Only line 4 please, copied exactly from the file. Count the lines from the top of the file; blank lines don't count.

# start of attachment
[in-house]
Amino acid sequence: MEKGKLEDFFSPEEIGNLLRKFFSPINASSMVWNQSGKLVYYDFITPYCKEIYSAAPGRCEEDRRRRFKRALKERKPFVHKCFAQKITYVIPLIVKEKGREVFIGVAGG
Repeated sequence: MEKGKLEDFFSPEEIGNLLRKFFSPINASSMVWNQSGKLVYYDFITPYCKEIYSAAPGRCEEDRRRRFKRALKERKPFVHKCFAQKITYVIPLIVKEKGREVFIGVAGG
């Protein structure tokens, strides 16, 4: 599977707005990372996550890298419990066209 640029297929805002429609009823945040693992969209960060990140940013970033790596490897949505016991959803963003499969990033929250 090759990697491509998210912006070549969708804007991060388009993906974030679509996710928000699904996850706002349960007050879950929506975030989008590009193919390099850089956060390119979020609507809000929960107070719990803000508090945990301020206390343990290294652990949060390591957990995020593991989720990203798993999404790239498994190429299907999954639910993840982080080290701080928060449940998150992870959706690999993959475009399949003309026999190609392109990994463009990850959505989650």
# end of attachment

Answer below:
């Protein structure tokens, strides 16, 4: 599977707005990372996550890298419990066209 640029297929805002429609009823945040693992969209960060990140940013970033790596490897949505016991959803963003499969990033929250 090759990697491509998210912006070549969708804007991060388009993906974030679509996710928000699904996850706002349960007050879950929506975030989008590009193919390099850089956060390119979020609507809000929960107070719990803000508090945990301020206390343990290294652990949060390591957990995020593991989720990203798993999404790239498994190429299907999954639910993840982080080290701080928060449940998150992870959706690999993959475009399949003309026999190609392109990994463009990850959505989650």